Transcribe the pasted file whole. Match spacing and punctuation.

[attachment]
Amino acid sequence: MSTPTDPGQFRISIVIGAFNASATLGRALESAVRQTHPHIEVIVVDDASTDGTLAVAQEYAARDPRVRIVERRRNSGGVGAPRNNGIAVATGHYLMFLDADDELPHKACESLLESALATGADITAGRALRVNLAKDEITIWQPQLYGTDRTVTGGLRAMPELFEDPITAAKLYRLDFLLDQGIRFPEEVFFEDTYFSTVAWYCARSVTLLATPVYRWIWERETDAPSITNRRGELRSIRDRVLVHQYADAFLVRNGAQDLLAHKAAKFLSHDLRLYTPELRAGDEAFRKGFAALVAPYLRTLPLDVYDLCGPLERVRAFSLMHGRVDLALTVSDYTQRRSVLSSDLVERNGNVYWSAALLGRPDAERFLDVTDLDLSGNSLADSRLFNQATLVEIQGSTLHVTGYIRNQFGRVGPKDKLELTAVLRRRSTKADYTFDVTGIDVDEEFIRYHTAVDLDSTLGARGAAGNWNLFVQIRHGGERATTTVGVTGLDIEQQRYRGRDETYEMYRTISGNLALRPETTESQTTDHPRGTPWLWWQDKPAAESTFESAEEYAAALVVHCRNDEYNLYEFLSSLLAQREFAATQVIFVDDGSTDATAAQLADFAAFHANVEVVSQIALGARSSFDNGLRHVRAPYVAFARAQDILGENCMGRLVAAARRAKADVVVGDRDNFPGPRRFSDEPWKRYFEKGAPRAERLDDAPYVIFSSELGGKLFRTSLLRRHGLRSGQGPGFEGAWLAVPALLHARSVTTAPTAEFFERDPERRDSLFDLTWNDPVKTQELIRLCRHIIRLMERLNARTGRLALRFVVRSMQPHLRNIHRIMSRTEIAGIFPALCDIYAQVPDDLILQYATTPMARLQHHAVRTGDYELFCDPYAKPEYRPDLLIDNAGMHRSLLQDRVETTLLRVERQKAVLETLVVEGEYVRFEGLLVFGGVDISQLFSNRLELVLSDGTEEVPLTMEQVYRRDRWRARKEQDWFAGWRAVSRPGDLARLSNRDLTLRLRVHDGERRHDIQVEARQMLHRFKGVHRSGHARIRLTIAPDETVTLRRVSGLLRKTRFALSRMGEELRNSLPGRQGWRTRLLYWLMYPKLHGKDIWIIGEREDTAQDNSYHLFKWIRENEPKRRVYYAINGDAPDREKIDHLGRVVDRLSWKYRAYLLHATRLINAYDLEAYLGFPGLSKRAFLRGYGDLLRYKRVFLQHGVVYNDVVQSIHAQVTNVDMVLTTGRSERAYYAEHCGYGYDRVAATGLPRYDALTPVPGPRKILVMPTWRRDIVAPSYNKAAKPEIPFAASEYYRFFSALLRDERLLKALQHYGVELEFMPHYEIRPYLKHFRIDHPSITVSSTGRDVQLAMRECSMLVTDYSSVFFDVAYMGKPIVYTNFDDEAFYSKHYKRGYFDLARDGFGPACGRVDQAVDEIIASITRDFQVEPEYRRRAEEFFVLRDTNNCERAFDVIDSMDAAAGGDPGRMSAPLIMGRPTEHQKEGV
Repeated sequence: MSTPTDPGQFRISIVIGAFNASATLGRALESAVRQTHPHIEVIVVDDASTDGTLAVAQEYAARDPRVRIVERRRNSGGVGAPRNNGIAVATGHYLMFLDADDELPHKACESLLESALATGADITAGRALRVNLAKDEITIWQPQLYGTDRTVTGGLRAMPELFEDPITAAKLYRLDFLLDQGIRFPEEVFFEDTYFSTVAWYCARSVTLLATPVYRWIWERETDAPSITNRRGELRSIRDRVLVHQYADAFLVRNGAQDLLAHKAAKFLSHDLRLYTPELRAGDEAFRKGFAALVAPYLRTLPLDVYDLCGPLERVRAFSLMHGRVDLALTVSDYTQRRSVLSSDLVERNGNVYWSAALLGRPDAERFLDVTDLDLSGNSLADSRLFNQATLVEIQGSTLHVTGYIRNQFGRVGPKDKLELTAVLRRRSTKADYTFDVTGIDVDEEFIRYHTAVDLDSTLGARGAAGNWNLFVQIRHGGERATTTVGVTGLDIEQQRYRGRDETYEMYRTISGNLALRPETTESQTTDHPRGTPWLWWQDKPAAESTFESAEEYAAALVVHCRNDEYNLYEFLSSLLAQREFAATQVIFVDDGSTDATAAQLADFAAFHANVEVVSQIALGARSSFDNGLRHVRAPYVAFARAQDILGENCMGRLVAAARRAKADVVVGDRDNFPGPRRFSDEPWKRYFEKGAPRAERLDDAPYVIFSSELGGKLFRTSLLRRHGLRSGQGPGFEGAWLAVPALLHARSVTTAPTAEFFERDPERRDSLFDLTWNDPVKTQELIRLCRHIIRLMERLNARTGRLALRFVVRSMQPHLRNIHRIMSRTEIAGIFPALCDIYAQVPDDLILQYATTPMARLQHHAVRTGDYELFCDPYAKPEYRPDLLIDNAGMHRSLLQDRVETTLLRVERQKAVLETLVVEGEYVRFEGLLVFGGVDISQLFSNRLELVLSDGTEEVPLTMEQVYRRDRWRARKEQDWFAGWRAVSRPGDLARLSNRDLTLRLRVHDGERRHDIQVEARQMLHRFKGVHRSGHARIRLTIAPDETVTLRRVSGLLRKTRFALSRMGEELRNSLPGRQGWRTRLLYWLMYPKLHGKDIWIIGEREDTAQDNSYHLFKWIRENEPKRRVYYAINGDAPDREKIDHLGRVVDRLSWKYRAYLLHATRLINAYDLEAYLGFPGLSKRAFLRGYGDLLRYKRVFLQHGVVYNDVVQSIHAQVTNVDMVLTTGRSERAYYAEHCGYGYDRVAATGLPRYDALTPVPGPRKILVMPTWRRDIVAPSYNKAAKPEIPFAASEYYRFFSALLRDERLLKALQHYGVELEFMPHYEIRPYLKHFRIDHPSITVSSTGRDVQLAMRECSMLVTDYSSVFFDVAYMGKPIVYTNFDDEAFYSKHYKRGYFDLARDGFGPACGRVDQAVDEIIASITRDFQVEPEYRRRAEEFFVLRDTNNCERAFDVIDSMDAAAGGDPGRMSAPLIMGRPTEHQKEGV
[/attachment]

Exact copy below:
Amino acid sequence: MSTPTDPGQFRISIVIGAFNASATLGRALESAVRQTHPHIEVIVVDDASTDGTLAVAQEYAARDPRVRIVERRRNSGGVGAPRNNGIAVATGHYLMFLDADDELPHKACESLLESALATGADITAGRALRVNLAKDEITIWQPQLYGTDRTVTGGLRAMPELFEDPITAAKLYRLDFLLDQGIRFPEEVFFEDTYFSTVAWYCARSVTLLATPVYRWIWERETDAPSITNRRGELRSIRDRVLVHQYADAFLVRNGAQDLLAHKAAKFLSHDLRLYTPELRAGDEAFRKGFAALVAPYLRTLPLDVYDLCGPLERVRAFSLMHGRVDLALTVSDYTQRRSVLSSDLVERNGNVYWSAALLGRPDAERFLDVTDLDLSGNSLADSRLFNQATLVEIQGSTLHVTGYIRNQFGRVGPKDKLELTAVLRRRSTKADYTFDVTGIDVDEEFIRYHTAVDLDSTLGARGAAGNWNLFVQIRHGGERATTTVGVTGLDIEQQRYRGRDETYEMYRTISGNLALRPETTESQTTDHPRGTPWLWWQDKPAAESTFESAEEYAAALVVHCRNDEYNLYEFLSSLLAQREFAATQVIFVDDGSTDATAAQLADFAAFHANVEVVSQIALGARSSFDNGLRHVRAPYVAFARAQDILGENCMGRLVAAARRAKADVVVGDRDNFPGPRRFSDEPWKRYFEKGAPRAERLDDAPYVIFSSELGGKLFRTSLLRRHGLRSGQGPGFEGAWLAVPALLHARSVTTAPTAEFFERDPERRDSLFDLTWNDPVKTQELIRLCRHIIRLMERLNARTGRLALRFVVRSMQPHLRNIHRIMSRTEIAGIFPALCDIYAQVPDDLILQYATTPMARLQHHAVRTGDYELFCDPYAKPEYRPDLLIDNAGMHRSLLQDRVETTLLRVERQKAVLETLVVEGEYVRFEGLLVFGGVDISQLFSNRLELVLSDGTEEVPLTMEQVYRRDRWRARKEQDWFAGWRAVSRPGDLARLSNRDLTLRLRVHDGERRHDIQVEARQMLHRFKGVHRSGHARIRLTIAPDETVTLRRVSGLLRKTRFALSRMGEELRNSLPGRQGWRTRLLYWLMYPKLHGKDIWIIGEREDTAQDNSYHLFKWIRENEPKRRVYYAINGDAPDREKIDHLGRVVDRLSWKYRAYLLHATRLINAYDLEAYLGFPGLSKRAFLRGYGDLLRYKRVFLQHGVVYNDVVQSIHAQVTNVDMVLTTGRSERAYYAEHCGYGYDRVAATGLPRYDALTPVPGPRKILVMPTWRRDIVAPSYNKAAKPEIPFAASEYYRFFSALLRDERLLKALQHYGVELEFMPHYEIRPYLKHFRIDHPSITVSSTGRDVQLAMRECSMLVTDYSSVFFDVAYMGKPIVYTNFDDEAFYSKHYKRGYFDLARDGFGPACGRVDQAVDEIIASITRDFQVEPEYRRRAEEFFVLRDTNNCERAFDVIDSMDAAAGGDPGRMSAPLIMGRPTEHQKEGV
Repeated sequence: MSTPTDPGQFRISIVIGAFNASATLGRALESAVRQTHPHIEVIVVDDASTDGTLAVAQEYAARDPRVRIVERRRNSGGVGAPRNNGIAVATGHYLMFLDADDELPHKACESLLESALATGADITAGRALRVNLAKDEITIWQPQLYGTDRTVTGGLRAMPELFEDPITAAKLYRLDFLLDQGIRFPEEVFFEDTYFSTVAWYCARSVTLLATPVYRWIWERETDAPSITNRRGELRSIRDRVLVHQYADAFLVRNGAQDLLAHKAAKFLSHDLRLYTPELRAGDEAFRKGFAALVAPYLRTLPLDVYDLCGPLERVRAFSLMHGRVDLALTVSDYTQRRSVLSSDLVERNGNVYWSAALLGRPDAERFLDVTDLDLSGNSLADSRLFNQATLVEIQGSTLHVTGYIRNQFGRVGPKDKLELTAVLRRRSTKADYTFDVTGIDVDEEFIRYHTAVDLDSTLGARGAAGNWNLFVQIRHGGERATTTVGVTGLDIEQQRYRGRDETYEMYRTISGNLALRPETTESQTTDHPRGTPWLWWQDKPAAESTFESAEEYAAALVVHCRNDEYNLYEFLSSLLAQREFAATQVIFVDDGSTDATAAQLADFAAFHANVEVVSQIALGARSSFDNGLRHVRAPYVAFARAQDILGENCMGRLVAAARRAKADVVVGDRDNFPGPRRFSDEPWKRYFEKGAPRAERLDDAPYVIFSSELGGKLFRTSLLRRHGLRSGQGPGFEGAWLAVPALLHARSVTTAPTAEFFERDPERRDSLFDLTWNDPVKTQELIRLCRHIIRLMERLNARTGRLALRFVVRSMQPHLRNIHRIMSRTEIAGIFPALCDIYAQVPDDLILQYATTPMARLQHHAVRTGDYELFCDPYAKPEYRPDLLIDNAGMHRSLLQDRVETTLLRVERQKAVLETLVVEGEYVRFEGLLVFGGVDISQLFSNRLELVLSDGTEEVPLTMEQVYRRDRWRARKEQDWFAGWRAVSRPGDLARLSNRDLTLRLRVHDGERRHDIQVEARQMLHRFKGVHRSGHARIRLTIAPDETVTLRRVSGLLRKTRFALSRMGEELRNSLPGRQGWRTRLLYWLMYPKLHGKDIWIIGEREDTAQDNSYHLFKWIRENEPKRRVYYAINGDAPDREKIDHLGRVVDRLSWKYRAYLLHATRLINAYDLEAYLGFPGLSKRAFLRGYGDLLRYKRVFLQHGVVYNDVVQSIHAQVTNVDMVLTTGRSERAYYAEHCGYGYDRVAATGLPRYDALTPVPGPRKILVMPTWRRDIVAPSYNKAAKPEIPFAASEYYRFFSALLRDERLLKALQHYGVELEFMPHYEIRPYLKHFRIDHPSITVSSTGRDVQLAMRECSMLVTDYSSVFFDVAYMGKPIVYTNFDDEAFYSKHYKRGYFDLARDGFGPACGRVDQAVDEIIASITRDFQVEPEYRRRAEEFFVLRDTNNCERAFDVIDSMDAAAGGDPGRMSAPLIMGRPTEHQKEGV